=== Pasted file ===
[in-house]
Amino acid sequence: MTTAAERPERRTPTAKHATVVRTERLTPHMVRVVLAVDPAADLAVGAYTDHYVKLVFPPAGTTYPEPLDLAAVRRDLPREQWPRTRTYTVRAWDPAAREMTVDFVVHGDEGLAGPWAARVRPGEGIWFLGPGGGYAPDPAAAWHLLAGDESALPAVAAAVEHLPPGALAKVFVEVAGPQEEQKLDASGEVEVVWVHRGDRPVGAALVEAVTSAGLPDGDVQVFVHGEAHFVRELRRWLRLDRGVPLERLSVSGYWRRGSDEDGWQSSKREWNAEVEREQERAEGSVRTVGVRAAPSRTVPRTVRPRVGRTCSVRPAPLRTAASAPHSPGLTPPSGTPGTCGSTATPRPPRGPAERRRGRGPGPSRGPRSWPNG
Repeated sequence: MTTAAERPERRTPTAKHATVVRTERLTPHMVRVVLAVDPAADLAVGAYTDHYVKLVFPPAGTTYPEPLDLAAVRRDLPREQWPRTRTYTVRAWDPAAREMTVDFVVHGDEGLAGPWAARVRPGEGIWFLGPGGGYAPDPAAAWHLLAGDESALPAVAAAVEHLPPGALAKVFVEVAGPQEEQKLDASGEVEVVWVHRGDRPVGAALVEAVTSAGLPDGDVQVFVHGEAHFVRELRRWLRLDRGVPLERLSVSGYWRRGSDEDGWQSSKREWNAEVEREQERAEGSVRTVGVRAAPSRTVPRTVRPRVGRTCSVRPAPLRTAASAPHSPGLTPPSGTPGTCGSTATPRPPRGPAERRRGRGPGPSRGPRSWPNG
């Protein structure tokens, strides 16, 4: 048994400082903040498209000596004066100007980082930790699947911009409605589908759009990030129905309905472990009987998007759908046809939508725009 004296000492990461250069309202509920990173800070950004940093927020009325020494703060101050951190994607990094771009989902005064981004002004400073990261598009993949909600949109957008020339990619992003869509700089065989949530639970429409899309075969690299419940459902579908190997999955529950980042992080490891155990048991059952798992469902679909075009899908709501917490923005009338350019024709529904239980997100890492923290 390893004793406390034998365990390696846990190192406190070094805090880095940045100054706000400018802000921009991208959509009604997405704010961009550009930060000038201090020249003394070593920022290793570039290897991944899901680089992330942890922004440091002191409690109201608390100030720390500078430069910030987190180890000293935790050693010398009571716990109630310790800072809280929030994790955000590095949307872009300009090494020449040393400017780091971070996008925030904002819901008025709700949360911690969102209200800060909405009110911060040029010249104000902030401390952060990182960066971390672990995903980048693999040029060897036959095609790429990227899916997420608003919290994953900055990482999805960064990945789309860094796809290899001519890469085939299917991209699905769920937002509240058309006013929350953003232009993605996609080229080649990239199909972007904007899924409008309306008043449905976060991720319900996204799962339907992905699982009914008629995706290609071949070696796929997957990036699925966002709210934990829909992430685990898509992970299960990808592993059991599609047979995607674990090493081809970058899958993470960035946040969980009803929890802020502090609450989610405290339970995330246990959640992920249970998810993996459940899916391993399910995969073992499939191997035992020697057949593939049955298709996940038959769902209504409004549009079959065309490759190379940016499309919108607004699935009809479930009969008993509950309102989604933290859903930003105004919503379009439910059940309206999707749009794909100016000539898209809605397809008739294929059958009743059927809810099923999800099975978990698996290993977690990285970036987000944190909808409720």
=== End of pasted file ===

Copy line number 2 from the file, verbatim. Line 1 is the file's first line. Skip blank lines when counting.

Amino acid sequence: MTTAAERPERRTPTAKHATVVRTERLTPHMVRVVLAVDPAADLAVGAYTDHYVKLVFPPAGTTYPEPLDLAAVRRDLPREQWPRTRTYTVRAWDPAAREMTVDFVVHGDEGLAGPWAARVRPGEGIWFLGPGGGYAPDPAAAWHLLAGDESALPAVAAAVEHLPPGALAKVFVEVAGPQEEQKLDASGEVEVVWVHRGDRPVGAALVEAVTSAGLPDGDVQVFVHGEAHFVRELRRWLRLDRGVPLERLSVSGYWRRGSDEDGWQSSKREWNAEVEREQERAEGSVRTVGVRAAPSRTVPRTVRPRVGRTCSVRPAPLRTAASAPHSPGLTPPSGTPGTCGSTATPRPPRGPAERRRGRGPGPSRGPRSWPNG